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by Sandra Jacoby
In most classroom, the teacher to student ratio is 1 : 25…or maybe even 1 : 30. If a teacher is really lucky, she may have an aide’s help for brief intervals during the day, but essentially, as teachers, we are on our own with our students. Which can leave us scratching our heads at the end of the day, asking: Did I really meet the needs of ALL of my students? Chances are, you will always feel like one of them could have used an extra boost.
This is where classroom volunteers come in.
Extra Support for Struggling Students
Having a classroom volunteer during the school day is helpful on so many levels. They can read to the students or help them with homework or projects, allowing the teacher time to work more closely with students who need some extra support. Of course, the teacher is still responsible for everything that goes on in the classroom; volunteers aren’t babysitters. But chances are good that the class will be more productive and better behaved with extra adult supervision while you pull students aside for extra guidance.
More Opportunities for Social Interactions
A class volunteer can provide more than just academic support; students can benefit from his or her presence socially, as well. Plan games or interactive activities for the time with the volunteer–activities like an outdoor scavenger hunt during science or group work on a messy project. These activities might seem overwhelming or “more trouble than they’re worth” when you’re alone, but they’re much more manageable and enjoyable with an extra adult around.
Every Parent Makes a Great Volunteer
Any parent willing to be in your classroom is going to make a great volunteer. Never turn away a qualifying parent, but rather, provide structured ways they can help. Be sure you have a specific plan for what they will be doing in the classroom so that they feel productive and you feel in control of your class. These days, it is especially great to have male volunteers. So many children today are lacking positive male role models–particularly in an educational setting. If you can recruit a daddy or two, more power to you!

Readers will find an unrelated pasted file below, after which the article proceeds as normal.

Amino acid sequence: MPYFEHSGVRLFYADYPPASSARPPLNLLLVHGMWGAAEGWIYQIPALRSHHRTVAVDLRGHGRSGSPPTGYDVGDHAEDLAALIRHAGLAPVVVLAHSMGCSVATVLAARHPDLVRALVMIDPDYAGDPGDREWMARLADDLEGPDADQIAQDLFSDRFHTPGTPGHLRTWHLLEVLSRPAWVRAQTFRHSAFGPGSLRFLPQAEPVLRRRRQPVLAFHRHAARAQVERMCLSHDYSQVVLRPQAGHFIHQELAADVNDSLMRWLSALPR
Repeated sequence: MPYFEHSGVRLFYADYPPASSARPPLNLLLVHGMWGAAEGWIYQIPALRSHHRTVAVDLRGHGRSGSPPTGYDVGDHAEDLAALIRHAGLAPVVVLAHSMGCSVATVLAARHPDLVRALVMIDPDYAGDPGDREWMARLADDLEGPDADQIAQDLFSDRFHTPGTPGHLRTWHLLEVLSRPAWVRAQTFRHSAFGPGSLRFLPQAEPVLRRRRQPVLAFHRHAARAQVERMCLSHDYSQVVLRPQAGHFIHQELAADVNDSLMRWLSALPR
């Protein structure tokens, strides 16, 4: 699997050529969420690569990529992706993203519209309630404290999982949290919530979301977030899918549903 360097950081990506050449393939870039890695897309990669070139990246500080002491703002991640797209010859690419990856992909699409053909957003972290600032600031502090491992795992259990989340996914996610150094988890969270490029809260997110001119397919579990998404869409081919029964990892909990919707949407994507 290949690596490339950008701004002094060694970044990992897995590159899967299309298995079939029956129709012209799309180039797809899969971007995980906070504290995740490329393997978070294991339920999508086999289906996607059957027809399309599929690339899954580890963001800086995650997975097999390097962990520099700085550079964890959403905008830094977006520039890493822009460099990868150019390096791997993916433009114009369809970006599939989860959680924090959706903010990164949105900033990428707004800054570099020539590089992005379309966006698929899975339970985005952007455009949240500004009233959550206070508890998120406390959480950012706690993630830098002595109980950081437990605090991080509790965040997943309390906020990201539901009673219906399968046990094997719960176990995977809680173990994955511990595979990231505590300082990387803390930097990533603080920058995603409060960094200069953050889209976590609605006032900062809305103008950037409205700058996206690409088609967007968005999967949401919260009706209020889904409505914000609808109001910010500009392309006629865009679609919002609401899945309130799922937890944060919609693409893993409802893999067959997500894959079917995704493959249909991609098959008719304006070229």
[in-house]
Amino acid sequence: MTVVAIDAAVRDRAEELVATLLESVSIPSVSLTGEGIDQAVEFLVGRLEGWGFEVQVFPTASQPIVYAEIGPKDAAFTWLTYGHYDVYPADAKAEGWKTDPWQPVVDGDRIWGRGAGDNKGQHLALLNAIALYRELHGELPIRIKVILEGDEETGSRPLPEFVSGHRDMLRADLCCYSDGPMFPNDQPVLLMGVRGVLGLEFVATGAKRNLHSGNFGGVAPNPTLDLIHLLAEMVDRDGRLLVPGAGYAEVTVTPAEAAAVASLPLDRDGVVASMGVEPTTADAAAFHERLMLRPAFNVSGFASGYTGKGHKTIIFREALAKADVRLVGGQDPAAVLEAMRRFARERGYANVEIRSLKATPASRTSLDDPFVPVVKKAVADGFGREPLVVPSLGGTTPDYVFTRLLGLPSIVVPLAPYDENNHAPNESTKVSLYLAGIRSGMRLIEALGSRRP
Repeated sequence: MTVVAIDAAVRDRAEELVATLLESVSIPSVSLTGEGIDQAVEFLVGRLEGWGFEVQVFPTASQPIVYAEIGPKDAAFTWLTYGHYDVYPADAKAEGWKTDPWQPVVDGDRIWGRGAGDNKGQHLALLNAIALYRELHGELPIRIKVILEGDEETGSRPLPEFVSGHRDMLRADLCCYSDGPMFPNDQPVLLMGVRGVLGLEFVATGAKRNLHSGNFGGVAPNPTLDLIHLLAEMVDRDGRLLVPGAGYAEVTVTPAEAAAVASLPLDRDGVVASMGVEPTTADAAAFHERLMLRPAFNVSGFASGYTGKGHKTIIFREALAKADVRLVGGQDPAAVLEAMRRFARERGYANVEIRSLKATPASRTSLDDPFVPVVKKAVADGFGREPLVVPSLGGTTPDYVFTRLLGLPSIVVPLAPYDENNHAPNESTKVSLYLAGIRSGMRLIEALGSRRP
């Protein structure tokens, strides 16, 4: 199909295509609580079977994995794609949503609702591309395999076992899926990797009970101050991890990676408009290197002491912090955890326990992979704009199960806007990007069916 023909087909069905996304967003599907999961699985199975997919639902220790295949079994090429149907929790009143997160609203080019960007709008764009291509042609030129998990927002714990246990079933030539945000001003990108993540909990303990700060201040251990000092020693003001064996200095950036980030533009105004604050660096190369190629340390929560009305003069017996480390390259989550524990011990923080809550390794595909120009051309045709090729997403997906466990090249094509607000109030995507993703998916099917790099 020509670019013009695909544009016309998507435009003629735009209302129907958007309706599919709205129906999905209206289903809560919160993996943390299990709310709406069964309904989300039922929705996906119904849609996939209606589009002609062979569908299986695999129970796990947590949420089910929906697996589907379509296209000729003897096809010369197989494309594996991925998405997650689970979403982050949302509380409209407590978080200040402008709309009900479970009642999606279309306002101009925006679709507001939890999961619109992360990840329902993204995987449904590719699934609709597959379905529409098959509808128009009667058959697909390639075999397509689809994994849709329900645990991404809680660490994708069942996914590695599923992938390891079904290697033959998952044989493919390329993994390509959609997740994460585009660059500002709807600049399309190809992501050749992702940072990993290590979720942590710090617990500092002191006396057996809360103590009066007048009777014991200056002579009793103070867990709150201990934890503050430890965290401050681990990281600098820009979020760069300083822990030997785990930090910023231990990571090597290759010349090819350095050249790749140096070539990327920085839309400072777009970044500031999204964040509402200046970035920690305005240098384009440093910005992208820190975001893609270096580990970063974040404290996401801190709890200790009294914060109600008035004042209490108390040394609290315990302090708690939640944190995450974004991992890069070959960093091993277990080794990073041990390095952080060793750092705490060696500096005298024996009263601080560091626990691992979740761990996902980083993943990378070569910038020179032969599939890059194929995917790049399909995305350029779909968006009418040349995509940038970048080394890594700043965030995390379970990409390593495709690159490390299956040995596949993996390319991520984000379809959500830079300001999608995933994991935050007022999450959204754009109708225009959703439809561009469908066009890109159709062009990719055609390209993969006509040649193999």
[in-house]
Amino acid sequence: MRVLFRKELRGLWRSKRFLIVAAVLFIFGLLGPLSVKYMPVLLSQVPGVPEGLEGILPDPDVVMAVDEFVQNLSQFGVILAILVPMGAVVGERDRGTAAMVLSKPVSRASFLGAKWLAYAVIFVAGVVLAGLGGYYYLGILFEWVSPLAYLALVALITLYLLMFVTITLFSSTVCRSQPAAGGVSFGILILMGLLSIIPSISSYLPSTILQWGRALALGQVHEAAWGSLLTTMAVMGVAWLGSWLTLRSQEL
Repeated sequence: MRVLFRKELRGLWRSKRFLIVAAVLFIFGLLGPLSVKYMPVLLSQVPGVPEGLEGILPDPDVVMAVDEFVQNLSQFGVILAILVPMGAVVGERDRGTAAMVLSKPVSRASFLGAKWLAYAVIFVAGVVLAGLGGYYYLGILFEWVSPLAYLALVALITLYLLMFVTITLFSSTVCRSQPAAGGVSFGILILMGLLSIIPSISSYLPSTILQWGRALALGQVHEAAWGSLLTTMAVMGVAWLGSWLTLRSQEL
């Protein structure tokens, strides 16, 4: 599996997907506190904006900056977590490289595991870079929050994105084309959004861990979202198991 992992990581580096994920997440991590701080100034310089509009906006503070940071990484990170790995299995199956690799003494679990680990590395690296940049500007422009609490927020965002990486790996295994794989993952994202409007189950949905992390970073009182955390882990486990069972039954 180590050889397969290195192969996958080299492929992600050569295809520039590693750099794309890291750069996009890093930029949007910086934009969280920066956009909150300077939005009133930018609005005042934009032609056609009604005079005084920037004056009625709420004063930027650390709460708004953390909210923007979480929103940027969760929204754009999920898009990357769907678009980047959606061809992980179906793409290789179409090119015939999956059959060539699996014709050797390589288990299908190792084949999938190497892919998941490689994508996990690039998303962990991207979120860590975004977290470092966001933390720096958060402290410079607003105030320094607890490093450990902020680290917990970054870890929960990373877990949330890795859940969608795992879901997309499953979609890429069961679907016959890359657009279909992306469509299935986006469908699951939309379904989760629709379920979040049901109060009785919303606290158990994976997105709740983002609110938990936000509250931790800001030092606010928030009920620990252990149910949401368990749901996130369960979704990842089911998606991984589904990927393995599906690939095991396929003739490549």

Recruit Early and Often
The easiest way to recruit volunteers is to post a sign-up sheet at the beginning of the year (during orientation or open house), where parents can note that they’re interested in volunteering. Then, don’t be afraid to call or e-mail them to ask for help!
Since it’s obviously well into the school year right now, you can still recruit volunteers. Send home a note with a detachable bottom portion that says: “We could use a helping hand in the classroom!” Then, list several areas of help that parents can check, such as: reading to students, having students read to you, assisting during projects or art time, accompanying us to the playground, cutting and posting bulletin board materials, and helping students while they work at their desks.
Remember, you may be the only adult in your classroom, but this doesn’t mean you have to go it alone! You have a whole brood of parents who love their kiddos and would gladly lend a hand if they knew you needed help.
Sandra Jacoby is a teacher in Texas who enjoys the challenges and rewards of teaching her pre-kindergarten class.